“A bird doesn’t sing because it has an answer, it sings because it has a song.” ~ Joan Walsh Anglund
The sound of the chirping birds or even nature for that matter is soothing for the senses and nourishing for the soul. Every morning I hear the Robin Magpie singing at dawn and it brings a feeling of peace and tranquillity and makes my heart sing. Studies have shown that exposure to bird songs reduces psychological stress, help counter the ill effects of human noise, restore alertness and brings us closer to nature.
If you are a nature or bird lover, you will resonate with the work of Australian artist Andy Thomas. He combines recordings of bird song with 3D animation to create digital sound sculptures, he calls them “audio life forms.” As the term implies, these gorgeous creations look like the sounds they represent and react accordingly. Take a look at the video below to know more about his work –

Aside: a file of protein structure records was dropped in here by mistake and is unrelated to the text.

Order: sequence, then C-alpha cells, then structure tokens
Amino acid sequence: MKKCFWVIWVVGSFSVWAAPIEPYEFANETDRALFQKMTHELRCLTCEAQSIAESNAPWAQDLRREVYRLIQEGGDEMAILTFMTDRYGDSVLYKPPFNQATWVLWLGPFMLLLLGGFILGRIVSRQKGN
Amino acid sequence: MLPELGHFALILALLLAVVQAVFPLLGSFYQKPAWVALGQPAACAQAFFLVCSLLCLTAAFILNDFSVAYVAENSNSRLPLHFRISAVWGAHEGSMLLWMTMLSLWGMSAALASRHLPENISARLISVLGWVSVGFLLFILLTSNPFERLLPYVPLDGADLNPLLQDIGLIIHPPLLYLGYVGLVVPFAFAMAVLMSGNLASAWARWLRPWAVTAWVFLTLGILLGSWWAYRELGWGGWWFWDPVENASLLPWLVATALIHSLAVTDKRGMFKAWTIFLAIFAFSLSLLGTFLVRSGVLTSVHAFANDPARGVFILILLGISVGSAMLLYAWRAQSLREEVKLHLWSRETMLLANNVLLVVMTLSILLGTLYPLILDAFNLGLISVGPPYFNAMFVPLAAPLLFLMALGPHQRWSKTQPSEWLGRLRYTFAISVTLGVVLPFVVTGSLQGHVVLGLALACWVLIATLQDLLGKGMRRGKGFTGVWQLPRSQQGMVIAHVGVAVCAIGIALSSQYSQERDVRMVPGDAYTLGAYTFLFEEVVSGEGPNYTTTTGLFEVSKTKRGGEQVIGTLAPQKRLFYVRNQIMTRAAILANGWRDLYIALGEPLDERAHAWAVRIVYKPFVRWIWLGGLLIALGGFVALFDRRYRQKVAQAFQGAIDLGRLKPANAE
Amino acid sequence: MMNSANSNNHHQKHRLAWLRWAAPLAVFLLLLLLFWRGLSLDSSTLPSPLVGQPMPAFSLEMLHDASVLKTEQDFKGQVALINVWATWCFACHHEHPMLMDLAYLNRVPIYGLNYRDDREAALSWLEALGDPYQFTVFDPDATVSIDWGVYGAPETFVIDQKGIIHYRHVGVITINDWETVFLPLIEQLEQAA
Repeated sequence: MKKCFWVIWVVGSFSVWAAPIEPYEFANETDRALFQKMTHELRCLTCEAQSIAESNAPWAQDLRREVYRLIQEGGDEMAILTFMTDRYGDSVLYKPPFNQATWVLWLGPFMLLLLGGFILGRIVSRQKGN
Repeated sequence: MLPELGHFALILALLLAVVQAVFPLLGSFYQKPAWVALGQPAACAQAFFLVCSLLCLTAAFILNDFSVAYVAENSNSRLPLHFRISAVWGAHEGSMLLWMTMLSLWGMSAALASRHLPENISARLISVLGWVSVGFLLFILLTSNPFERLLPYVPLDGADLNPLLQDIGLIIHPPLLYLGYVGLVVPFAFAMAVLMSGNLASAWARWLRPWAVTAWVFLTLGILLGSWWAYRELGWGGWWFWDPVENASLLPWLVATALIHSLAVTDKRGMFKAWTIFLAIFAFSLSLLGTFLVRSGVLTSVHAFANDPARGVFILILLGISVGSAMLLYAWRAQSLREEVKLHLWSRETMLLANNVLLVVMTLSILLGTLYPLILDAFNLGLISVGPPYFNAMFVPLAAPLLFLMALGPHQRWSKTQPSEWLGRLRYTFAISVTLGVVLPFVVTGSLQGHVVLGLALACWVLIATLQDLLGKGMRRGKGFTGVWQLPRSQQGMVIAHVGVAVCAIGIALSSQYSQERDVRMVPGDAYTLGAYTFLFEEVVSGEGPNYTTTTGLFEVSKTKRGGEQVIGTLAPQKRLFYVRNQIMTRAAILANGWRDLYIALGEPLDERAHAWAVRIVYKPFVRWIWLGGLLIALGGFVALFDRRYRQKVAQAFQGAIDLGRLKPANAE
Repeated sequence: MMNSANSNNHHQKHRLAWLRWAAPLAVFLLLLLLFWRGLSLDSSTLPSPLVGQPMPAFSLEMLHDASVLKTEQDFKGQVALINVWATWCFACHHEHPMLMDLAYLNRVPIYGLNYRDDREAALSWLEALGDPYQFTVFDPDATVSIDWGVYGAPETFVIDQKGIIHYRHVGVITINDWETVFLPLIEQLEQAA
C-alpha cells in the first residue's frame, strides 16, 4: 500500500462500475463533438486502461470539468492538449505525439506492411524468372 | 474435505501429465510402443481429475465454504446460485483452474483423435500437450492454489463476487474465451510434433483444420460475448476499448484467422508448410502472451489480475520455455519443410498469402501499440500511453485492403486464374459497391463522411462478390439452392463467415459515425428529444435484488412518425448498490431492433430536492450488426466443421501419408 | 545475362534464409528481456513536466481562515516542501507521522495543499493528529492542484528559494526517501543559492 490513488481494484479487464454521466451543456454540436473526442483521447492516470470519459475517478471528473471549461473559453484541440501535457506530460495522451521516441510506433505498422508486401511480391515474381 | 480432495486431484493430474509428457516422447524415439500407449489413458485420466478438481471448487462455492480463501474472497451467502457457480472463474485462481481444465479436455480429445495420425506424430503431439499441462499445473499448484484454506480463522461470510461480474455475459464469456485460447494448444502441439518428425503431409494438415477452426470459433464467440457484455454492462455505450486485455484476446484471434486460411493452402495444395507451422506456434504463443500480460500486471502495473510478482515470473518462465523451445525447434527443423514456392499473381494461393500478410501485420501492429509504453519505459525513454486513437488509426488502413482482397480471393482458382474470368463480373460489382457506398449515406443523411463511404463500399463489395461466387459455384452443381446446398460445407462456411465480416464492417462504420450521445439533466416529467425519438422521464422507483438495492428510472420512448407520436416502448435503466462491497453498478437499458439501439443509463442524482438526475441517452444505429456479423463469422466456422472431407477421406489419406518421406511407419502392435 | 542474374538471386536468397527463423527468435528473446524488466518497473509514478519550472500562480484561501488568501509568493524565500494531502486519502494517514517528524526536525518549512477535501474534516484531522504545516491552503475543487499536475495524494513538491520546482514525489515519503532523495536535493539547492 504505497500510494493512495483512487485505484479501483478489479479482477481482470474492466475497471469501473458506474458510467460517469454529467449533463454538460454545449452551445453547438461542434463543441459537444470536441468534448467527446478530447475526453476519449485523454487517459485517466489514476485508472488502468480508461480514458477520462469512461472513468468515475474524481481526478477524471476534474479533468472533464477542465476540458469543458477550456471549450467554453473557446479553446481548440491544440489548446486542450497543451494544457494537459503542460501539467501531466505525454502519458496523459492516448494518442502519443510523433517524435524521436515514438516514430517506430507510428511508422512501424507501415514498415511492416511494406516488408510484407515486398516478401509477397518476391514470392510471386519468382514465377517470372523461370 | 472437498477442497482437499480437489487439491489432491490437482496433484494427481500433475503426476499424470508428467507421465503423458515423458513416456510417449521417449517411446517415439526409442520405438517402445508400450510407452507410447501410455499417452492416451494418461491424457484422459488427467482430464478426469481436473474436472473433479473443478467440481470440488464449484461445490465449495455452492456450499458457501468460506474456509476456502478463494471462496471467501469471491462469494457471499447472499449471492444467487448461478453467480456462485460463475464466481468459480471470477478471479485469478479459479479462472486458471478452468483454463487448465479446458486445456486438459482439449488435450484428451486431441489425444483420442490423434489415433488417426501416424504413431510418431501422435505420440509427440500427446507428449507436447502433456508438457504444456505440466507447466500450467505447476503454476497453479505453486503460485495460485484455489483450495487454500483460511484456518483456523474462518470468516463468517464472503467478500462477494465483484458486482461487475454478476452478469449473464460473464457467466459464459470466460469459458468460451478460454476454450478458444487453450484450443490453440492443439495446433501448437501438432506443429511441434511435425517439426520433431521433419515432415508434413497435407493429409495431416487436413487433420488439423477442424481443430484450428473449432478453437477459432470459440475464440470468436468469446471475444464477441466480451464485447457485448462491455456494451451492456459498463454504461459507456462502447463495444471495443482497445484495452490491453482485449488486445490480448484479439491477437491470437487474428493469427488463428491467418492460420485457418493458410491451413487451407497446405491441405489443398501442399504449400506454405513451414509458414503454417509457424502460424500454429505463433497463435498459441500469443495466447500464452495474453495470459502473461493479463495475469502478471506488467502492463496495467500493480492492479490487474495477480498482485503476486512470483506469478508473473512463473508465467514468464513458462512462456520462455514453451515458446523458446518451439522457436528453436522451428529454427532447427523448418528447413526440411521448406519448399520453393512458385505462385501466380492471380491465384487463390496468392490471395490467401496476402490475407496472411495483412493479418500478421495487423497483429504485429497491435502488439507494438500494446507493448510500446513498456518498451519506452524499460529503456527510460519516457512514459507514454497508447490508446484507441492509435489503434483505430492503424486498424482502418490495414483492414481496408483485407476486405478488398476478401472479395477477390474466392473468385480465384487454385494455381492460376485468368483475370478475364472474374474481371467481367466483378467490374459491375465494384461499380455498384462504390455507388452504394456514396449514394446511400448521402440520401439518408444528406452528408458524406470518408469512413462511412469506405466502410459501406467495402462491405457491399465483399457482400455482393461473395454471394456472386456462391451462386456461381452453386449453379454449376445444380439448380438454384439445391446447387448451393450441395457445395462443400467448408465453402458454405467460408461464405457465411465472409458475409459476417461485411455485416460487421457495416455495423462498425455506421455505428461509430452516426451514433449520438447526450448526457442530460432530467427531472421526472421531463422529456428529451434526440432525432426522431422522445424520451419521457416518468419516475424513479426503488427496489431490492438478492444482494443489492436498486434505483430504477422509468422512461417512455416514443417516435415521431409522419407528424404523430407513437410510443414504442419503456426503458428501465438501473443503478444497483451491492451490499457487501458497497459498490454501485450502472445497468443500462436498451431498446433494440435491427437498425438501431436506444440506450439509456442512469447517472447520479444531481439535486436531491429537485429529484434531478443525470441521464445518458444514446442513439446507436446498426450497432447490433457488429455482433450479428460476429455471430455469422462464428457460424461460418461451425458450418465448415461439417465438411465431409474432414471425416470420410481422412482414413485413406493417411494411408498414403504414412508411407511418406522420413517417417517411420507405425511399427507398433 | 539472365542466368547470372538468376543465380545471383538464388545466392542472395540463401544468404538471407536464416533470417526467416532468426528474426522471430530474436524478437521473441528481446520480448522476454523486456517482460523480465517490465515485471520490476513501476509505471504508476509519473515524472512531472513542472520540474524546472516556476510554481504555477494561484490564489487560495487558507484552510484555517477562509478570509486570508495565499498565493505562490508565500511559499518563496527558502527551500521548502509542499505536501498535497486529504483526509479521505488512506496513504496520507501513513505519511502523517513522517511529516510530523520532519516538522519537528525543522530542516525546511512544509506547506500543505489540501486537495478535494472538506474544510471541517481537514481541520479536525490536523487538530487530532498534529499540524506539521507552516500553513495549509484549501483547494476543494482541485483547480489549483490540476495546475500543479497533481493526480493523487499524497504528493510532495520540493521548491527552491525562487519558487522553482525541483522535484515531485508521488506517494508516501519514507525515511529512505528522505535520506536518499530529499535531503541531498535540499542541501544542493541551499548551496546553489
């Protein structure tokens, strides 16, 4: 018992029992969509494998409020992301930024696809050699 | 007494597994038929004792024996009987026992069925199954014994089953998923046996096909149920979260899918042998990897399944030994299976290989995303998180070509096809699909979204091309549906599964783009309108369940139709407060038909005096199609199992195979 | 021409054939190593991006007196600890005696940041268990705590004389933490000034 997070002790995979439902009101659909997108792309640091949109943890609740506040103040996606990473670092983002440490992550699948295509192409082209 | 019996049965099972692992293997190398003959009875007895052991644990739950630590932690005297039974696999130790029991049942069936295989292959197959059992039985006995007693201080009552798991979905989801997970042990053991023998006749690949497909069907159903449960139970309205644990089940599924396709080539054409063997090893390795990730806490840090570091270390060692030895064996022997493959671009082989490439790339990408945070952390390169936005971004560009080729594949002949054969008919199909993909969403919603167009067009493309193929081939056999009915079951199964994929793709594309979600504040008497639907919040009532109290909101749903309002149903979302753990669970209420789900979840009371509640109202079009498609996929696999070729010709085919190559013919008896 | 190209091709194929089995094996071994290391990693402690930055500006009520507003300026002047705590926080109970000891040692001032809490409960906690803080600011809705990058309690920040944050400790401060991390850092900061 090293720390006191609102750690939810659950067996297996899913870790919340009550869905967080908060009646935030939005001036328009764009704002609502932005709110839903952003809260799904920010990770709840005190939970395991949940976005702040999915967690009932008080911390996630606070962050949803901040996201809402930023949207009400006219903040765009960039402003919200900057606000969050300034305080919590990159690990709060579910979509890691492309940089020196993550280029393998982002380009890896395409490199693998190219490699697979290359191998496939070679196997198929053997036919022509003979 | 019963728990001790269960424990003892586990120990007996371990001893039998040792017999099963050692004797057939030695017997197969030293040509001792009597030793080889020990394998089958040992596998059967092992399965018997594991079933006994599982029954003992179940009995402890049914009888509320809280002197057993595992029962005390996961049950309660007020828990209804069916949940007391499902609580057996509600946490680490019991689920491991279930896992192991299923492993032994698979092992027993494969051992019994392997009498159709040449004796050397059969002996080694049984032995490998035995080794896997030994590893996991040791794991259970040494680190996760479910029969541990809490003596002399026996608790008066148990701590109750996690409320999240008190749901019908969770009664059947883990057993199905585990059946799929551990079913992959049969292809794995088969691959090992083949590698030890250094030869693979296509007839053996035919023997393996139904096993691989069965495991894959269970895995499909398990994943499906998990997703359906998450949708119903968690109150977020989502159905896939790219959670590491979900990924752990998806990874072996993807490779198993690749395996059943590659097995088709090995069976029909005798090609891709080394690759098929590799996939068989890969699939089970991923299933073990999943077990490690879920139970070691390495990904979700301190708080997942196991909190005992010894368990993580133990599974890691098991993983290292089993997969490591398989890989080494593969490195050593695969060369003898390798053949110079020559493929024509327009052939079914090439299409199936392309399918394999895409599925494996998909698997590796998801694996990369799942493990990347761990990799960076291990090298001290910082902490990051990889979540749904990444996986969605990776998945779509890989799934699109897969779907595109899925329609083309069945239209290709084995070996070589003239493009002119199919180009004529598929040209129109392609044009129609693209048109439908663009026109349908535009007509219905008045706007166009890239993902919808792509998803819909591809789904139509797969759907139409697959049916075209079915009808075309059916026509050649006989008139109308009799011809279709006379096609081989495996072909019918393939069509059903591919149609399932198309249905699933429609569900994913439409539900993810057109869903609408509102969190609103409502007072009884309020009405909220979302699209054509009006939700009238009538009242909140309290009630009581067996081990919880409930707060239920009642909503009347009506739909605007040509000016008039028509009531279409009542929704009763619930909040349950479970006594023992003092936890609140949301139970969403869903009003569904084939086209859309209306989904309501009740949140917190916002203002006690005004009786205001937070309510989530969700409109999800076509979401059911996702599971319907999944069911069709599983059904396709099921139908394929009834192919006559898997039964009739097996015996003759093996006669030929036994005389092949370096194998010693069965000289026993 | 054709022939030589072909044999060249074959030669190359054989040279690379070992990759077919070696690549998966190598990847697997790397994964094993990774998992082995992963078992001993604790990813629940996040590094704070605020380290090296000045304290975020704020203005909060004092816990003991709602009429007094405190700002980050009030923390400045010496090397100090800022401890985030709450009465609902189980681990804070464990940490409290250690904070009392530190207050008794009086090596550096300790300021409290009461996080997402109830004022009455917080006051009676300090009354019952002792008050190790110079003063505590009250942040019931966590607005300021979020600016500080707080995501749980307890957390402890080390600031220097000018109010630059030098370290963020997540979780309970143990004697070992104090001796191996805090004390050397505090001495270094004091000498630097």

He takes photos of plants and insects and blends them with artificially created forms in various 3D programs. Take a look at Grey Shrike Thrush indigenous to Australia and a voice that is sparkling with beauty.
Thomas explained, “I wanted the visual structure of this sound to reflect the gum trees that the bird lived in. I like the idea of the natural forms and colours of the gum leaves having an influence on how the sound looks, as though the bird and its call are truly at one with the plants, and how strange it is that a computer is trying to emulate it.”
Nightingale and Canary
Thomas’s work is a perfect fusion of nature and technology, adding another dimension to the melodious songs of nature! You can see more of his stunning nature creations on his site.